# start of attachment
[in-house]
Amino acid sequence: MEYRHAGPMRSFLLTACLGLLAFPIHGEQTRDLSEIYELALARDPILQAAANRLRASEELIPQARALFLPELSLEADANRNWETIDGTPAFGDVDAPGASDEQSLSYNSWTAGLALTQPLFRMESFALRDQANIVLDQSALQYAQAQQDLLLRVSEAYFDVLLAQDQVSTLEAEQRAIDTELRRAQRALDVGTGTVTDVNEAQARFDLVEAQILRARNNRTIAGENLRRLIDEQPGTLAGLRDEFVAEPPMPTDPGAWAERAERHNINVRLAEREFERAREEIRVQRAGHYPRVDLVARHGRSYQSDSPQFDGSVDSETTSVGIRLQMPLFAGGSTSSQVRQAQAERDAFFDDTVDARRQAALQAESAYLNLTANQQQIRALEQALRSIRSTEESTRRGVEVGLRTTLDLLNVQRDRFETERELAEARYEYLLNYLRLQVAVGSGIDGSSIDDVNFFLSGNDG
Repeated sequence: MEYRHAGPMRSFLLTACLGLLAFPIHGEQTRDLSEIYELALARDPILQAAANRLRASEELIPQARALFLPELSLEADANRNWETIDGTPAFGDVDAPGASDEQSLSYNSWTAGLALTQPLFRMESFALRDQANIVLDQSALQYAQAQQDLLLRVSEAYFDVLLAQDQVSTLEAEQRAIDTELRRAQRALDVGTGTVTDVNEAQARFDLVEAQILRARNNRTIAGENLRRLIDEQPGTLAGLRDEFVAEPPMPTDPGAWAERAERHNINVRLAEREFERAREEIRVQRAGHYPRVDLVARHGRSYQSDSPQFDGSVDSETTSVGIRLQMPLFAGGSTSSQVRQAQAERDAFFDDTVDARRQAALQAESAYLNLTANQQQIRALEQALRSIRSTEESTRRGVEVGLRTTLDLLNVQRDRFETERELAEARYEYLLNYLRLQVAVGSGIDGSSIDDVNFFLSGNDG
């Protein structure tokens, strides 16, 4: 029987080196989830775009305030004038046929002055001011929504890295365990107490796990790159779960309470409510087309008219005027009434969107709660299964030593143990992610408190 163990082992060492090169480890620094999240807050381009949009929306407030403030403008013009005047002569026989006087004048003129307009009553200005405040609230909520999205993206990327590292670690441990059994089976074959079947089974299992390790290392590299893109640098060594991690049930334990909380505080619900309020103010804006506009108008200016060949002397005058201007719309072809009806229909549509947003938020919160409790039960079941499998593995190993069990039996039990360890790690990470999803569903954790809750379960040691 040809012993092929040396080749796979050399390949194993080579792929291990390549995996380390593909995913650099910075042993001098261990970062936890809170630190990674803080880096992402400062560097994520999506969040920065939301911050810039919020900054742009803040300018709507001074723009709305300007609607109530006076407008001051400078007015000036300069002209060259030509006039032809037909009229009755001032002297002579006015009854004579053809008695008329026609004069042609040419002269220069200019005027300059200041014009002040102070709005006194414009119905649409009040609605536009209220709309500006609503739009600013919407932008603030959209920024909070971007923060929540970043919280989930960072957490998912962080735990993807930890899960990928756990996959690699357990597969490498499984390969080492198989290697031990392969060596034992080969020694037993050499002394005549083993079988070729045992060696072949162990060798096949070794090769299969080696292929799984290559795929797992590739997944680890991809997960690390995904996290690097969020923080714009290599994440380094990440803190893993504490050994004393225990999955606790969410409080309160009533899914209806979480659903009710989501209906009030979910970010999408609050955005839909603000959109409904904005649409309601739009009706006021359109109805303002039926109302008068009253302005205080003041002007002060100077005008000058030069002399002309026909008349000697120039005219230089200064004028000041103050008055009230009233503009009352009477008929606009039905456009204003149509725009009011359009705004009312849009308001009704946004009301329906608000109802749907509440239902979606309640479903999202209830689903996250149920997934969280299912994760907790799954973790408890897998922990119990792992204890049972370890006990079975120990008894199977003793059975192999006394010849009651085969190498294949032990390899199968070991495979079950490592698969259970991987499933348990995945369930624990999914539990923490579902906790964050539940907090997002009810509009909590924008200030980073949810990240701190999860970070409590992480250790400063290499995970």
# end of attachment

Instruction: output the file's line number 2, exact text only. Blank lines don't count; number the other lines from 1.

Amino acid sequence: MEYRHAGPMRSFLLTACLGLLAFPIHGEQTRDLSEIYELALARDPILQAAANRLRASEELIPQARALFLPELSLEADANRNWETIDGTPAFGDVDAPGASDEQSLSYNSWTAGLALTQPLFRMESFALRDQANIVLDQSALQYAQAQQDLLLRVSEAYFDVLLAQDQVSTLEAEQRAIDTELRRAQRALDVGTGTVTDVNEAQARFDLVEAQILRARNNRTIAGENLRRLIDEQPGTLAGLRDEFVAEPPMPTDPGAWAERAERHNINVRLAEREFERAREEIRVQRAGHYPRVDLVARHGRSYQSDSPQFDGSVDSETTSVGIRLQMPLFAGGSTSSQVRQAQAERDAFFDDTVDARRQAALQAESAYLNLTANQQQIRALEQALRSIRSTEESTRRGVEVGLRTTLDLLNVQRDRFETERELAEARYEYLLNYLRLQVAVGSGIDGSSIDDVNFFLSGNDG